Smoking is the main preventable cause of death and illness. In addition, a smoker will see their life expectancy decrease by 10 years. Note that quitting smoking is associated with many health benefits such as reducing the risk of developing cardiovascular disease, cancer, or chronic respiratory disease. Many smokers say that they do not want to quit smoking partly in fear of gaining weight. However, the risk of gaining weight should not be an obstacle to this very beneficial change for your health.
It is true that a large majority of smokers (80%) who quit smoking tobacco gained between 1.8 to 4.5 kg of weight. Weight gain of the order of 10 kg and over can be explained by compensating for a dependence by snacking and unsuitable food choices, but also by the difficulty in listening to your signals of hunger and satiety. In such a case, a consultation with a dietitian is strongly recommended.
In order to better control this possible weight gain, it is important to understand what is causing it.
When you quit smoking, your taste and smell will improve, which will in turn stimulate your appetite and thereby increase your caloric intake from around 120 to 230 kcal/day.
Nicotine influences hormones that regulate hunger and satiety, which reduces the feeling of hunger. Thus, a smoker is naturally 4 to 5 kg lighter than a non-smoker. When you stop smoking it is therefore normal to regain this weight.
A smoker also has a slightly higher basal metabolism. In this way, due to the effect of nicotine, the body burns more calories. When smoking ends, the metabolism returns to normal, which leads to an increased storage of energy sources.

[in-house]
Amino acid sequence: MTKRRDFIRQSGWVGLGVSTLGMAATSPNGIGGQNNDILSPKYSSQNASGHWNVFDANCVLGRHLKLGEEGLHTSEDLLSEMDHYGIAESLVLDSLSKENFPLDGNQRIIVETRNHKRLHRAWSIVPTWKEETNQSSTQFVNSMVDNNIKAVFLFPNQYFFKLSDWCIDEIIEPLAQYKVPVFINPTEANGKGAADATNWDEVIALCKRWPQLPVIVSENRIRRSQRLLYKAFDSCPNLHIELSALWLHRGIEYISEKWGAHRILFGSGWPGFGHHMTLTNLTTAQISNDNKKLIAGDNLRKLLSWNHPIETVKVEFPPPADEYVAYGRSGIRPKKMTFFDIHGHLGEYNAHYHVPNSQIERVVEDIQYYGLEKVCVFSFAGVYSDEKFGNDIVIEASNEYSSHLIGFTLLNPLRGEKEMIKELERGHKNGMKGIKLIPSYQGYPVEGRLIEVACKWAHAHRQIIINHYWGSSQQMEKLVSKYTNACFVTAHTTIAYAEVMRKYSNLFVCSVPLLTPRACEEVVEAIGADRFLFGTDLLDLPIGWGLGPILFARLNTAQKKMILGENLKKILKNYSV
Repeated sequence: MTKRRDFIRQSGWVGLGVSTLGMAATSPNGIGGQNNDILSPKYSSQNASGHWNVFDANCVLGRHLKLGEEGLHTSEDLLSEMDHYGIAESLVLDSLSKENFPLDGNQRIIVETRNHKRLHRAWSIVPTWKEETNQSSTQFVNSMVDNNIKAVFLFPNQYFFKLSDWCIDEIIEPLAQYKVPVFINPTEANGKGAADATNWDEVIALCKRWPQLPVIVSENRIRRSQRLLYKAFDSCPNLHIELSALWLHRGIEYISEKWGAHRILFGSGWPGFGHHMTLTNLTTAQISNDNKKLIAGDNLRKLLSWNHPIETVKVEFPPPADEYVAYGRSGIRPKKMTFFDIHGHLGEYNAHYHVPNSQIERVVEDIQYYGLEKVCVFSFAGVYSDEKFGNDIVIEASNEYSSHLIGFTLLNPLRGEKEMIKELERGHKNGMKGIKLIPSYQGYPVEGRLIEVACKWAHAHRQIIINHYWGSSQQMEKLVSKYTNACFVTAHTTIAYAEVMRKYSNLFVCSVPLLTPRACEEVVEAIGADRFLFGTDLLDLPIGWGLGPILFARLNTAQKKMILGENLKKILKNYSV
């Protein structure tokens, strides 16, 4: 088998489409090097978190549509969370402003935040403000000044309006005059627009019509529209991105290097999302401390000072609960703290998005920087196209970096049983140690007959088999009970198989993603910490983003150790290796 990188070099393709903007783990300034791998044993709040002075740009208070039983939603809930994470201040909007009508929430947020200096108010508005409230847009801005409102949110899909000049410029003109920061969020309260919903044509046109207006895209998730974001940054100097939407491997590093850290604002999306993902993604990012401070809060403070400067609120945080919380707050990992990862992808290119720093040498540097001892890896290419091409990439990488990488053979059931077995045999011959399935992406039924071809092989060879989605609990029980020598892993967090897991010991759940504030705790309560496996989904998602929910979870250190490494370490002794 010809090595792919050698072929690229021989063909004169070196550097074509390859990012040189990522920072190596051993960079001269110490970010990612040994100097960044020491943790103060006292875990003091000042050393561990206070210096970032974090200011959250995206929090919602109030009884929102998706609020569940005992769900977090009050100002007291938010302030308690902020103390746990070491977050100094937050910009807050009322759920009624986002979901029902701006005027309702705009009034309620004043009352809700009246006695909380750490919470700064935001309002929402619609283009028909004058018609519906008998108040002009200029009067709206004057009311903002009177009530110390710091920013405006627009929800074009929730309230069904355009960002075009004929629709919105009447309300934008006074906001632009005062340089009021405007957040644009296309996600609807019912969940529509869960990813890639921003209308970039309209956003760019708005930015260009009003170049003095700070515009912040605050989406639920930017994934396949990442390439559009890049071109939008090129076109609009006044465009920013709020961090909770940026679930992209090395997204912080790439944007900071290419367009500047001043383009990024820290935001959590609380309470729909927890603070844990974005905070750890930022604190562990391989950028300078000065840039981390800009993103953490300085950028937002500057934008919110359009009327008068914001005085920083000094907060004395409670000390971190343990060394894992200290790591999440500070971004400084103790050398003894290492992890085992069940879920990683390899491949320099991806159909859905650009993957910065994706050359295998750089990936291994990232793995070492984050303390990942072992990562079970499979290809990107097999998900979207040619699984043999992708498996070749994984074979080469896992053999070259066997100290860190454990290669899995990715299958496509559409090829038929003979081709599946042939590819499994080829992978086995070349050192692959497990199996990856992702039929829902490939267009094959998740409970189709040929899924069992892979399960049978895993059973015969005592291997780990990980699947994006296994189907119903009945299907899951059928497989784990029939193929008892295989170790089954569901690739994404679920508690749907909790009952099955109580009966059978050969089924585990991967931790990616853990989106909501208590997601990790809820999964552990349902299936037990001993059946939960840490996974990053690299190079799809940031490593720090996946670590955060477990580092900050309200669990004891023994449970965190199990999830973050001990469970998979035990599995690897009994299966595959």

Former smokers tend to have an affinity for fatty and sugary foods, which create a boost in the body’s reward system, just like nicotine used to. However, to produce the same effect as nicotine, one must consume a large amount of these kinds of foods.
Finally, the composition of the intestinal microbiota is influenced by smoking. Therefore, stopping smoking has an impact on the composition of our intestinal flora which could also be an explanation for the weight fluctuation.
Now that we understand better the mechanisms behind the weight gain, let’s see what we can put in place to curb it.
Make the right food choices: prioritize healthy and nutritious foods such as fruits and vegetables, nuts, seeds, whole grain cereals, vegetable proteins … and avoid ultra-processed foods.
Avoid dieting and rebalance your nutrition by eating 3 balanced meals a day and 1 to 2 snacks as needed. Follow these tips to avoid sugar cravings.
Take up cooking and make delicious and nutritious meals for yourself. We rediscover our tastebuds by using them!
Limit the consumption of alcoholic beverages, because in addition to containing many calories, they are often accompanied by a cigarette, which is likely to exacerbate your desire to smoke and can leave a desire to nibble as a result.
Get active. Choose a sport or physical activity that suits you and exercise for at least 30 minutes a day. This activity, in addition to helping you control your weight, will make you forget about cigarettes for a while and will have many other health benefits.
Nourish your microbiota to encourage the growth of good bacteria. To do this, consume more foods rich in prebiotics and fermented foods such as kefir, miso, kimchi.
Quitting smoking is not easy, it is a process that requires motivation and energy. So, for some, having to change your diet can be an additional challenge, which is why we are here to help you eat well. We offer several meal plans that will satisfy your hunger as well as your taste buds. You just have to choose the one that suits you best.
If you feel that you need support or guidance, do not hesitate to use the services of a dietitian who will be happy to assist you in this process.
Filozof, C., M. C. Fernandez Pinilla, and A. Fernández‐Cruz. “Smoking cessation and weight gain.” Obesity reviews 5.2 (2004): 95-103.
Biedermann, Luc, et al. “Smoking cessation alters intestinal microbiota: insights from quantitative investigations on human fecal samples using FISH.” Inflammatory bowel diseases 20.9 (2014): 1496-1501.
Jennifer is a Registered Dietitian graduated from the University of Montreal in December 2018 and is a member of the Ordre professionnel des diététistes du Québec (OPDQ). She believes that the quality of our food choices has a direct impact on our health and energy level. Her goal? To help people improve the quality of what they put in their plates, for their better well-being and greater pleasure.
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